How Nobelist Piezo2 Affects the Gut?
When we eat, our intestines somehow perceive its presence, shifting it through our digestive system, but the question has always been: How? Researchers from Flinders University have discovered that a touch-sensitive protein called Piezo2, the focal point of the 2021 Nobel Prize, is not only in our fingers, but also in our intestines.
The study, published in gastroenterology, identified Piezo2 in the cells that make up the human digestive system. It was also discovered that with age, piezo2 levels in the intestine decrease, and if the protein is removed only from intestinal serotonin cells, intestinal motility in mice slows down, causing constipation.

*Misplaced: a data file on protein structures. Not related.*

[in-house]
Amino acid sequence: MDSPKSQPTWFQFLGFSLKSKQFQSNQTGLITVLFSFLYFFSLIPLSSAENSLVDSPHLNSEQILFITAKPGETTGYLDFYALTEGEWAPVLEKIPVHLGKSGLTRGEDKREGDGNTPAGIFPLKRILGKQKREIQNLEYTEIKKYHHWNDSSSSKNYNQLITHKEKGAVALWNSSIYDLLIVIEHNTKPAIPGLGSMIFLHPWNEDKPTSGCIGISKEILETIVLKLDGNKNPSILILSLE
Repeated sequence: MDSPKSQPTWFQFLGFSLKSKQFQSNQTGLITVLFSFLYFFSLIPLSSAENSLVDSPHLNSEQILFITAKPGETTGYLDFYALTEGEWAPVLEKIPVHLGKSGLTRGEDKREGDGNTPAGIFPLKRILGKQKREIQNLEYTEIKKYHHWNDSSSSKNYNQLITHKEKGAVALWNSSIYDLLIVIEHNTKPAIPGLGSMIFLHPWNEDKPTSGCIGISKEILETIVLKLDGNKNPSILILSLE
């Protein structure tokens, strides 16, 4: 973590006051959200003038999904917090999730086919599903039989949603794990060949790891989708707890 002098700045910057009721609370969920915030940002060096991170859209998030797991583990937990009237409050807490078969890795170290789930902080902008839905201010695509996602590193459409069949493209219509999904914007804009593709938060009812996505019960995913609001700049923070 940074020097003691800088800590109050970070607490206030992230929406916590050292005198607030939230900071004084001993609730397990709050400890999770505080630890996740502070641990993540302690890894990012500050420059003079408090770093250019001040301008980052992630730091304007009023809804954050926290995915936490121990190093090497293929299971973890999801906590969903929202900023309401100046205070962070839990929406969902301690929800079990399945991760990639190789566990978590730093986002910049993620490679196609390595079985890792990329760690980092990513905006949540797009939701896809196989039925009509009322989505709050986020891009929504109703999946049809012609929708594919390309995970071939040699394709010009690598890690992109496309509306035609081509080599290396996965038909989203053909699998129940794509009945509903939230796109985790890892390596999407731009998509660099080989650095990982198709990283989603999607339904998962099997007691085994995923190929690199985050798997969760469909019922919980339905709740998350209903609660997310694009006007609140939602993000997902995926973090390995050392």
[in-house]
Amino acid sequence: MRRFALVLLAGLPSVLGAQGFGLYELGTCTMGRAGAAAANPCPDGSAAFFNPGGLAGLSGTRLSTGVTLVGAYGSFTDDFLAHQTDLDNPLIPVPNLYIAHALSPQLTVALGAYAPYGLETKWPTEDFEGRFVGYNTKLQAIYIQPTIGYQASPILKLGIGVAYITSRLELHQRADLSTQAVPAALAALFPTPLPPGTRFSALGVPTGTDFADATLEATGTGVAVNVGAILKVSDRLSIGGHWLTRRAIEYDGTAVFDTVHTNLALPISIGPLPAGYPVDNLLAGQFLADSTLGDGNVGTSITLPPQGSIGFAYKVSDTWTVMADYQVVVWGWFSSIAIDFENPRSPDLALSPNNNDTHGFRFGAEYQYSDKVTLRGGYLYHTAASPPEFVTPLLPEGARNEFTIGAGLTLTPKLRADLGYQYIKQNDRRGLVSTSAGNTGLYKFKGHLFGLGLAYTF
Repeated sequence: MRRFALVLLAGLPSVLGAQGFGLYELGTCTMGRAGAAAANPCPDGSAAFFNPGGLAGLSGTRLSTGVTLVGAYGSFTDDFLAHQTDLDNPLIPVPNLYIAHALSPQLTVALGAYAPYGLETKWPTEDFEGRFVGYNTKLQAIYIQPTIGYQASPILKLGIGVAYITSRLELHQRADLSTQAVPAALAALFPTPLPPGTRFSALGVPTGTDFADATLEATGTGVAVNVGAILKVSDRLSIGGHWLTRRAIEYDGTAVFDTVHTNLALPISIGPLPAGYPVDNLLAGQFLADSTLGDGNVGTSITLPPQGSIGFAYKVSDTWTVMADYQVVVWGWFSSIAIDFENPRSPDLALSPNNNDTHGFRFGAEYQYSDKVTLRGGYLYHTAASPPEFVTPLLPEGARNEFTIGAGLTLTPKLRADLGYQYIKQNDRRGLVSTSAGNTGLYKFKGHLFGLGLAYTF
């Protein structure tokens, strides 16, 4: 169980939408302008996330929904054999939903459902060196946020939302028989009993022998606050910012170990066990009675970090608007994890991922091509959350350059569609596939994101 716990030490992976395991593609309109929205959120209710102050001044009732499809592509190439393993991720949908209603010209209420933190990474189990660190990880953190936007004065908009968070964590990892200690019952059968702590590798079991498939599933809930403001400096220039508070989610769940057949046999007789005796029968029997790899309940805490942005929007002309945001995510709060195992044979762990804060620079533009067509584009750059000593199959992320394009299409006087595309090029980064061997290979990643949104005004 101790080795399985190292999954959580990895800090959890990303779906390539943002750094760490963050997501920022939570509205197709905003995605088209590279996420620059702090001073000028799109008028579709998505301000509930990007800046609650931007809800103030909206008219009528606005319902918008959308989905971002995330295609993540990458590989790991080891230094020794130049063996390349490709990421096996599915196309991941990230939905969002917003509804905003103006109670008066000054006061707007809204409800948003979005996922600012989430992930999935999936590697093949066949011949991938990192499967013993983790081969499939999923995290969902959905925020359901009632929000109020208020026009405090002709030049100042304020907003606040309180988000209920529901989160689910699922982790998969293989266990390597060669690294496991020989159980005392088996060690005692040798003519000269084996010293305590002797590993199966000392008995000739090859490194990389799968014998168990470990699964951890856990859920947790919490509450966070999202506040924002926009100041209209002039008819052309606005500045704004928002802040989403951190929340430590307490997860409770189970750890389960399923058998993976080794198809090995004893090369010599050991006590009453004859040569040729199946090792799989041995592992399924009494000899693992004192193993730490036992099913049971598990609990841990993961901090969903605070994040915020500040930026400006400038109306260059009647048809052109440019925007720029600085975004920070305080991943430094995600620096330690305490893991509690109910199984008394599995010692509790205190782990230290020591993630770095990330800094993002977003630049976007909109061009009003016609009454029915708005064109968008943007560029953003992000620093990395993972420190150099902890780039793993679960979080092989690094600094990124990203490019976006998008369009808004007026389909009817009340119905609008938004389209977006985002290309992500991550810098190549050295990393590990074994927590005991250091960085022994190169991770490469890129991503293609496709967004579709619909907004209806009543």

The researchers say the new discovery is a significant advance in our understanding of gut physiology and opens up new goals for the treatment of digestive problems.
Study Details: Jones LA, et al. Diminished Piezo2-Dependent Tactile Sensitivity Occurs in Aging Human Gut and Slows Gastrointestinal Transit in Mice. Gastroenterology, 2022. http://doi.org/10.1053/j.gastro.2022.01.043